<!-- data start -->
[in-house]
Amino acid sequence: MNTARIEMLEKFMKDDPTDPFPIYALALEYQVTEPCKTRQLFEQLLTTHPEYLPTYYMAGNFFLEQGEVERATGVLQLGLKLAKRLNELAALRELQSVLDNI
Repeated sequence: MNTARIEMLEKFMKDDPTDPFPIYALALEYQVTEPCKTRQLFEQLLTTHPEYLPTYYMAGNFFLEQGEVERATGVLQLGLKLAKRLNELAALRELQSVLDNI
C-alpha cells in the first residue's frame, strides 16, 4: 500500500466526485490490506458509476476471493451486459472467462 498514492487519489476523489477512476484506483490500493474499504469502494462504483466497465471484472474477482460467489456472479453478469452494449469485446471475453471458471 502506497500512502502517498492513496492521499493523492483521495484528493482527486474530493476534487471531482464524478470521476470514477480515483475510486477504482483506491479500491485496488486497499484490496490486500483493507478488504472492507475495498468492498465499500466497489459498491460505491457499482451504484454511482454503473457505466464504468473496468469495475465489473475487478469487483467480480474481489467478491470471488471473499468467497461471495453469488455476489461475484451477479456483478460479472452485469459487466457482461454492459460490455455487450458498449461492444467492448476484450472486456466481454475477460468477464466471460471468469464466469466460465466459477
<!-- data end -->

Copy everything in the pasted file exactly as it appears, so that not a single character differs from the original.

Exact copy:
[in-house]
Amino acid sequence: MNTARIEMLEKFMKDDPTDPFPIYALALEYQVTEPCKTRQLFEQLLTTHPEYLPTYYMAGNFFLEQGEVERATGVLQLGLKLAKRLNELAALRELQSVLDNI
Repeated sequence: MNTARIEMLEKFMKDDPTDPFPIYALALEYQVTEPCKTRQLFEQLLTTHPEYLPTYYMAGNFFLEQGEVERATGVLQLGLKLAKRLNELAALRELQSVLDNI
C-alpha cells in the first residue's frame, strides 16, 4: 500500500466526485490490506458509476476471493451486459472467462 498514492487519489476523489477512476484506483490500493474499504469502494462504483466497465471484472474477482460467489456472479453478469452494449469485446471475453471458471 502506497500512502502517498492513496492521499493523492483521495484528493482527486474530493476534487471531482464524478470521476470514477480515483475510486477504482483506491479500491485496488486497499484490496490486500483493507478488504472492507475495498468492498465499500466497489459498491460505491457499482451504484454511482454503473457505466464504468473496468469495475465489473475487478469487483467480480474481489467478491470471488471473499468467497461471495453469488455476489461475484451477479456483478460479472452485469459487466457482461454492459460490455455487450458498449461492444467492448476484450472486456466481454475477460468477464466471460471468469464466469466460465466459477